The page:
Infrastructure, General Government and Transportation – 2018 Legislative Session

With the state’s population projected to increase more than 40 percent by 2040, there is a significant need for new roads and highways, as well as for mass transit and other methods of transportation. The FY 2019 budget contains approximately $1.6 billion for the Department of Transportation (UDOT) to help ensure that Utahns continue to enjoy a high degree of mobility. This funding is on top of approximately $250 million in highway bonding that is programmed to be spent in FY 2019.

The state will begin providing ongoing funding for transit projects, instead of relying primarily on local sales taxes. FY 2019 will see several transformative changes to transportation funding mechanisms. The goal is to place the burden of transportation funding more squarely on those who use the roads, as opposed to continuing to more heavily rely on general state funds over time. Changes include the following:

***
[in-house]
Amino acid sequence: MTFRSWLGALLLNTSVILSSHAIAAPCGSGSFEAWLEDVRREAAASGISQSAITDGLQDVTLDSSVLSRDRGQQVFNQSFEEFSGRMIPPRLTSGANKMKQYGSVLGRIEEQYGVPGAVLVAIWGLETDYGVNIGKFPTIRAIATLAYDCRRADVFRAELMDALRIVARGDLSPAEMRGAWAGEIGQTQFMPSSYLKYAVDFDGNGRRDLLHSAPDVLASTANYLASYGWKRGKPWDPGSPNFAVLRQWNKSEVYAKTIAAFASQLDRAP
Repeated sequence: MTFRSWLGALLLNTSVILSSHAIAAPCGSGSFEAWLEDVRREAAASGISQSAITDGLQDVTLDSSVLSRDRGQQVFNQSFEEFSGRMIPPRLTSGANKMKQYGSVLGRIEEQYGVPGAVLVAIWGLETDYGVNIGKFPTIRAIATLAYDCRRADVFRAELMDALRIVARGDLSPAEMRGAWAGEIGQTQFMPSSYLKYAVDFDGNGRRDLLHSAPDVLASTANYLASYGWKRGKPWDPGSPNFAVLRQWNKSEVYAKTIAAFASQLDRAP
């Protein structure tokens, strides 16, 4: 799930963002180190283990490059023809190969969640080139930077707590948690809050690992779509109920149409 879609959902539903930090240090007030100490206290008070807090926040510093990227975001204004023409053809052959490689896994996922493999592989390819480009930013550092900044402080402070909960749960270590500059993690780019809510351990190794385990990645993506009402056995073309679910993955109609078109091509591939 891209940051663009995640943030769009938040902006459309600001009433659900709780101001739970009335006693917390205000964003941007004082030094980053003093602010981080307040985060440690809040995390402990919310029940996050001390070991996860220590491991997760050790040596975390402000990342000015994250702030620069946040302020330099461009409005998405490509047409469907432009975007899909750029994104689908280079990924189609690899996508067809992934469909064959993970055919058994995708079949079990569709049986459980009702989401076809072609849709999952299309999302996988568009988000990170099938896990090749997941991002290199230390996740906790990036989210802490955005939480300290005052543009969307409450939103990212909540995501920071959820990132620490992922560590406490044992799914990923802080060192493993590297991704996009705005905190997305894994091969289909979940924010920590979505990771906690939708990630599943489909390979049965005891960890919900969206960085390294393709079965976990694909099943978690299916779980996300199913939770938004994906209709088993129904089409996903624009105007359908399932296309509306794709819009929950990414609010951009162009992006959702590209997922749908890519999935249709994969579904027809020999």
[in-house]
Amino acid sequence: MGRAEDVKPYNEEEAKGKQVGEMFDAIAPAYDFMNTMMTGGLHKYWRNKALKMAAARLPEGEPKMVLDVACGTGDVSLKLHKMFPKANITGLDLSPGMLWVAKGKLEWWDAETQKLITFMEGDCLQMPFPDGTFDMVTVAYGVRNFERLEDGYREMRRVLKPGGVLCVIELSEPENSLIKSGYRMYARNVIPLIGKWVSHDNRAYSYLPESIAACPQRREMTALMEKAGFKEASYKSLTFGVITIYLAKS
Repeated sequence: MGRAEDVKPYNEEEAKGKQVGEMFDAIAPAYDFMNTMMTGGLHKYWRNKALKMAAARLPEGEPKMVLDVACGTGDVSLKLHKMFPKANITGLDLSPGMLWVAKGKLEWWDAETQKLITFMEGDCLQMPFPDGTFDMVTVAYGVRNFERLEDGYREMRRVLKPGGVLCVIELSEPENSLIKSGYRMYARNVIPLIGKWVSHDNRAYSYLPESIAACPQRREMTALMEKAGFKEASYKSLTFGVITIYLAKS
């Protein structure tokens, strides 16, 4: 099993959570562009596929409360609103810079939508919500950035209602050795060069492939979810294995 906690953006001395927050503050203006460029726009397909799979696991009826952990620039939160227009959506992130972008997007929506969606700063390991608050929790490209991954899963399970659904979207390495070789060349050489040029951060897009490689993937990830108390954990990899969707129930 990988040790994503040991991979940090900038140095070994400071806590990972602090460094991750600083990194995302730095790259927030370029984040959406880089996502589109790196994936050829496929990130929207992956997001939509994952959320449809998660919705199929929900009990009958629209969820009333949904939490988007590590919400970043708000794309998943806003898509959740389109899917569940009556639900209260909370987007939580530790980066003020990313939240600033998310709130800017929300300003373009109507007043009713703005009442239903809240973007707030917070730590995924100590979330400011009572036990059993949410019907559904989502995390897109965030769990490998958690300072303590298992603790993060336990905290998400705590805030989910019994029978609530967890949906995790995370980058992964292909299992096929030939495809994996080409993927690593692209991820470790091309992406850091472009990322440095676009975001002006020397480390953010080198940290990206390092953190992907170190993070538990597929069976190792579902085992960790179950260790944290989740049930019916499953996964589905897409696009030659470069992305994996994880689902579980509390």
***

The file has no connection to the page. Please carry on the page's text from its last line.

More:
1. Registration fees on electric vehicles will increase to support road use. This will offset the lack of gas tax owners pay. Registration fees for all vehicles will now be tied to inflation to ensure the fees don’t decline in real terms.
  2. UDOT will begin a road usage charge pilot program. Most Utahns won’t be affected by this in the short-term, but in the long-term this funding mechanism will likely shift road funding away from gas taxes and towards charging drivers for the miles they drive on Utah roads.

In November Utahns will have the opportunity to vote on whether they want a 10-cent increase to the gas tax. If adopted, this increase will allow earmarked sales taxes that currently go to transportation to be redirected to education.